'Martha Marcy May Marlene'
5 out of 5 Pitchforks
Released: Oct. 21
Within the first 15 minutes of “Martha Marcy May Marlene,” you assume that the movie is completely absent of dialogue. The gnawing sounds of dishes, the somber tone brought on by simple, yet potent, sounds are the volume of screams. Immediately, you are thrown into the subtly terrifying world of a cult.
Elizabeth Olsen plays Martha, a 20-something woman who has recently fled from a cult in the Catskill Mountains. Martha finds refuge in her sister Lucy’s (Sarah Paulson) summer home. The film continues to document the first two weeks of the manipulated world that Martha spent two years falling into.
The film is set in two arenas: Lucy and her husband Ted’s (Hugh Dancy) summer home and Martha’s memory of the cult life in the rolling hills of northern New York. These two environments, while complete opposites, seamlessly blend. One moment, Martha jumps from her brother-in-law’s boat and then is falling down a waterfall with her New York family. Your eyes strain to see the silhouettes of legs treading in the fresh water, and then suddenly you’re searching with her through a dark hallway. These transitions are nothing short of flawless.
No matter what haven you’re in, whether it is the manipulated commune or the bright, chirping beach home, all you feel is tension. Martha’s pain to escape her childish naïvete hurts the audience; her fear as she wakes up only be taken advantage of the cult’s kingpin Patrick (John Hawkes) sends goosebumps to each viewer. The entire film is based around a sense of anticipation without ever giving the audience a thrilling reveal or answers that they pine for. You just wait in fear of potential.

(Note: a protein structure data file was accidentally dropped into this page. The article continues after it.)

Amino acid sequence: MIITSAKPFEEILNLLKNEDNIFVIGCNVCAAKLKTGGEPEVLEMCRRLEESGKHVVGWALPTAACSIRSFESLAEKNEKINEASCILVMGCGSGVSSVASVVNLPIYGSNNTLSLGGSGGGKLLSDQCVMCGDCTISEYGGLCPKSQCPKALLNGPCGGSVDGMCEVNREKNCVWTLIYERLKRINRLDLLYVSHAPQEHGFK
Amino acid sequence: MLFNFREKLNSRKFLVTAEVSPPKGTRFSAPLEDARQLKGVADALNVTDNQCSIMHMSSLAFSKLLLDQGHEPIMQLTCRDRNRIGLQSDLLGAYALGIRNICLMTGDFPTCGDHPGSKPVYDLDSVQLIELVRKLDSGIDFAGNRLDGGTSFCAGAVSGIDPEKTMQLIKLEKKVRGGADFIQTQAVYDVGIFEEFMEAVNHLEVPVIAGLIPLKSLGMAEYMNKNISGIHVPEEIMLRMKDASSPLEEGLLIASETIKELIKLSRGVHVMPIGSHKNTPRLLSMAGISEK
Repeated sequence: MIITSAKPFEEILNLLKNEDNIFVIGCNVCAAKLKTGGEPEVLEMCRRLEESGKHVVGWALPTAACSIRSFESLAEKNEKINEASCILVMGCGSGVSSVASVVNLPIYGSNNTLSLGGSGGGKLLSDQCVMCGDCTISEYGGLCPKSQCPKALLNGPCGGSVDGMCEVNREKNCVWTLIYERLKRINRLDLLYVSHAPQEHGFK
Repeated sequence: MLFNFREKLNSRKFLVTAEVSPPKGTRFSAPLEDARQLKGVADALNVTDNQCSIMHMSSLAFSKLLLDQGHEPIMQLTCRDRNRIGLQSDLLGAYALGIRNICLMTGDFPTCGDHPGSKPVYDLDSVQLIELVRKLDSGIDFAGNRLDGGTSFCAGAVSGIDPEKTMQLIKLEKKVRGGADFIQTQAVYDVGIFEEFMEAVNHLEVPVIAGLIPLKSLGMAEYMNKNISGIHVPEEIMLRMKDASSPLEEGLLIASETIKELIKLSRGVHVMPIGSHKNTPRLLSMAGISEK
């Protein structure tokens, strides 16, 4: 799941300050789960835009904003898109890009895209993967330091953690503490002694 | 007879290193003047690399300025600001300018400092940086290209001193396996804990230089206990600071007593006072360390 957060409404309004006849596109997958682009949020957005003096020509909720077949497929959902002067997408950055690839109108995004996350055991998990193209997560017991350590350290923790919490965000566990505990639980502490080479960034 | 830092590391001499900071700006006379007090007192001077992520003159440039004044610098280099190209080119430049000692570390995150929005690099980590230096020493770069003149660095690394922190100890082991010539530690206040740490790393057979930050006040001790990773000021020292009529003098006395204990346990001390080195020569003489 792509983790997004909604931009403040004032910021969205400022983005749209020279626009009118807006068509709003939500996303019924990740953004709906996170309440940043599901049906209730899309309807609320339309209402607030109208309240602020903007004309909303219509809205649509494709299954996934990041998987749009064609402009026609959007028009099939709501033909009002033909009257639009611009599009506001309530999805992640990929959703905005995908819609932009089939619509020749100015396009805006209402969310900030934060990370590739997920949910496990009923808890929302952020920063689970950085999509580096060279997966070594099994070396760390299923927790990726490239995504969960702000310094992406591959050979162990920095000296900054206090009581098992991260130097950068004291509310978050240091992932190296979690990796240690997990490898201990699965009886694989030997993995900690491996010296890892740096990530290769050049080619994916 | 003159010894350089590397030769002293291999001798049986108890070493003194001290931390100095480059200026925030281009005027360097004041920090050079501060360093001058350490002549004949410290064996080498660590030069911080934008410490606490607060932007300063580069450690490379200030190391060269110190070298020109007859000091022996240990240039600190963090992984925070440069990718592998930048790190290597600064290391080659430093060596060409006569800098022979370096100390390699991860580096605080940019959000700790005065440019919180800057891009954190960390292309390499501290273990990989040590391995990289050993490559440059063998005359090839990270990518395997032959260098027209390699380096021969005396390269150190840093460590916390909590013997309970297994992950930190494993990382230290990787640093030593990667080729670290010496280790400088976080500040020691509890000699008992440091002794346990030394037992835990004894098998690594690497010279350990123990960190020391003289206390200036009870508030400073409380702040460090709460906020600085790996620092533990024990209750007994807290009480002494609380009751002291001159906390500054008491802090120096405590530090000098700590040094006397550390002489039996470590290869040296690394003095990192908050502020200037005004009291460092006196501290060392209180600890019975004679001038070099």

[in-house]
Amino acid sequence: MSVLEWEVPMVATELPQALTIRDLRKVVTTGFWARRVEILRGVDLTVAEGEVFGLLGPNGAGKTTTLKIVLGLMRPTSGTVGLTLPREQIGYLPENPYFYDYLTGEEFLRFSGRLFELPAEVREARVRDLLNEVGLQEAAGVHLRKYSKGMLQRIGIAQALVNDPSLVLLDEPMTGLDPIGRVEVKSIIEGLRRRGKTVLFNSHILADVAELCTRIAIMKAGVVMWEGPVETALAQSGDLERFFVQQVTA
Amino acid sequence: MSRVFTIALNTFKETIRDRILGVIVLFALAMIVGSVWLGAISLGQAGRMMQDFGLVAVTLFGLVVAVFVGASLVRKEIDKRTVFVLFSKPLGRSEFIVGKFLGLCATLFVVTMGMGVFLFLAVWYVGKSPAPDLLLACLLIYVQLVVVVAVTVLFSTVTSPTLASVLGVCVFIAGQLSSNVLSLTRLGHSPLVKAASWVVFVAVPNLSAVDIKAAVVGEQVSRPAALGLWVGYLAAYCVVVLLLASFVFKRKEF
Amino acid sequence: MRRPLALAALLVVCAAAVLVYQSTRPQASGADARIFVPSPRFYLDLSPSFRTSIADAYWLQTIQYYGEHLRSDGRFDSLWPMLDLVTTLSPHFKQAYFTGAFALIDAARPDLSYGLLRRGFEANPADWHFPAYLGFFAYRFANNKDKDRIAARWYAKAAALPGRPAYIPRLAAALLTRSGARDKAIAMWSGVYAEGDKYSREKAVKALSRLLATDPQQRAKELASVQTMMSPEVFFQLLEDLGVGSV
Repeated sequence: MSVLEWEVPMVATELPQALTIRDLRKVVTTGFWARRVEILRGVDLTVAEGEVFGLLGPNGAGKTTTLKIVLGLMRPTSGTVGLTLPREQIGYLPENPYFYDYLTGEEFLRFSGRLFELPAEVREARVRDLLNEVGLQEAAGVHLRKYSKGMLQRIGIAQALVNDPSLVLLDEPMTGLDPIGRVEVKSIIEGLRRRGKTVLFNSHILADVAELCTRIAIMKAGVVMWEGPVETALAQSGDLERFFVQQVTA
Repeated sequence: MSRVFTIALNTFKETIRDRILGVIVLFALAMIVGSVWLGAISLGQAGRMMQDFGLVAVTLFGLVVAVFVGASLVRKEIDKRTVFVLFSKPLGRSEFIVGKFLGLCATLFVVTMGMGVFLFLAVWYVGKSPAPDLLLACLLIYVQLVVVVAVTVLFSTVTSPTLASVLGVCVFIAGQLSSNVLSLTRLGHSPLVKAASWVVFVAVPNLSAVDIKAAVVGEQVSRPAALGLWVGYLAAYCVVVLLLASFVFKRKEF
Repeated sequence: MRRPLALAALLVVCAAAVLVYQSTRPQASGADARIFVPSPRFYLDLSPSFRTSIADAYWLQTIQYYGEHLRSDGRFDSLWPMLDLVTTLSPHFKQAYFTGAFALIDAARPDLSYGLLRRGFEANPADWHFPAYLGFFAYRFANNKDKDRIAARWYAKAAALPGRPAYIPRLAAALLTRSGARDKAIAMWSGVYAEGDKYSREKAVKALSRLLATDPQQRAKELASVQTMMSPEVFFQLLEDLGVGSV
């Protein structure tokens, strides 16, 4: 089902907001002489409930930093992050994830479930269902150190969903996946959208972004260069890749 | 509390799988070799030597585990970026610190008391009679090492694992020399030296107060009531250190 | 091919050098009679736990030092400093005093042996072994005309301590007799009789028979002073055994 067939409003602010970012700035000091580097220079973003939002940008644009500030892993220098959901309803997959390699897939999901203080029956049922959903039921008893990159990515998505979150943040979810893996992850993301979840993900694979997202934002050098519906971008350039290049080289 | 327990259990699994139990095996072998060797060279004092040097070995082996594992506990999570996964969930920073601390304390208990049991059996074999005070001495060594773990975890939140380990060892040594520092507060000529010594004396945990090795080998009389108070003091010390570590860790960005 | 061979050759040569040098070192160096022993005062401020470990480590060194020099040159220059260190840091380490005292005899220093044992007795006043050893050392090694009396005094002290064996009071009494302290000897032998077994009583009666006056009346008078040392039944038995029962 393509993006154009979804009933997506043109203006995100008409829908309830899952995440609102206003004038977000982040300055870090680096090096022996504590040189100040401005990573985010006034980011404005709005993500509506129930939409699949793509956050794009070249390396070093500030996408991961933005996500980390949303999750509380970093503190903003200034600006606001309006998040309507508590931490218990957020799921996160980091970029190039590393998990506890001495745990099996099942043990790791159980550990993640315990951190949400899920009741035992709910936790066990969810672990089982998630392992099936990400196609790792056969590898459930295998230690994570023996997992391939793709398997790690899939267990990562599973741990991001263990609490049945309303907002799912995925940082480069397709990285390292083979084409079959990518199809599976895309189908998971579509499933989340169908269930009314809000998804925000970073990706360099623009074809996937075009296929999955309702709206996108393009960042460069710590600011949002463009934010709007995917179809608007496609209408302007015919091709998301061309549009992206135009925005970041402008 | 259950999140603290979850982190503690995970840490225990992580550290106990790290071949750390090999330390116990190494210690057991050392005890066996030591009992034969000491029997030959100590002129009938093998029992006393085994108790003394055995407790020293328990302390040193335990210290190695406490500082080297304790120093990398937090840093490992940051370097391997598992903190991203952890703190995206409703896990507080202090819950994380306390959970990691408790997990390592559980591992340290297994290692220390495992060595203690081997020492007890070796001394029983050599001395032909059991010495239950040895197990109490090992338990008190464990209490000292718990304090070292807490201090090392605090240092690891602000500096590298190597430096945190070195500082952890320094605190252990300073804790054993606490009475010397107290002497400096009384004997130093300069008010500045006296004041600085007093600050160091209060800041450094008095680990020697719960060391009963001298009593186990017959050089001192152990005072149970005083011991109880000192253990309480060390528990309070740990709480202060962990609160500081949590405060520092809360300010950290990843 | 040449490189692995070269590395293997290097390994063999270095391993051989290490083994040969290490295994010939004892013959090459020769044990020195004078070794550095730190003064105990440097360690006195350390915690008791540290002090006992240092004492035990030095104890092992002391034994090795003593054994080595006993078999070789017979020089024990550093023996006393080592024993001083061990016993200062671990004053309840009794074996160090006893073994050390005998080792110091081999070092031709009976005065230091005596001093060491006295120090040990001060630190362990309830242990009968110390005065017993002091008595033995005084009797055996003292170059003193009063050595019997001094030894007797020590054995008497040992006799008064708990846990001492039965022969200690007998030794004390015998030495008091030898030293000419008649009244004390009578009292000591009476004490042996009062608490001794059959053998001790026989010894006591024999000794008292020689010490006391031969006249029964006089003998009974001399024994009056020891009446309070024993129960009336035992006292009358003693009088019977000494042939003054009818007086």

Writer and director Sean Durkin creates a successful scene of terror. With help from steadfast research and a friend and former cult member, Durkin unlocks the truth that most Americans have no clue about. As the film continues to roll, you have to beg yourself that this is all fabricated. While the film is obviously fiction, the tactics and heinous acts committed all happen. “Martha Marcy May Marlene” reflects a real culture.
However, if you hope to fully understand, you’re going to need to research on your own. This film has a shockingly clever way of answering nothing. “Those questions you’re having are the same questions she’s having herself,” Durkin said, who found joy in hearing how each audience member read small details differently. While you think that you understand an occurrence, one other tidbit will be so vague that the ambiguity itself will have you questioning the rest of the movie.
Once you get past the fact that you feel like you’re staring at an Olsen twin, you see that this movie deserves an Oscar. With sharp angles, noises, dialogue and acting, Durkin has created a perfect film. Olsen is creating a critically-acclaimed name for herself, and Hawkes (also in Winter’s Bone) is making his way as the creepy antagonist of the indie film world.
“Martha Marcy May Marlene” wraps you into her identity from the title to the frustrating credit roll, and frankly, “you don’t know anything about it.”
Reach the reporter at firstname.lastname@example.org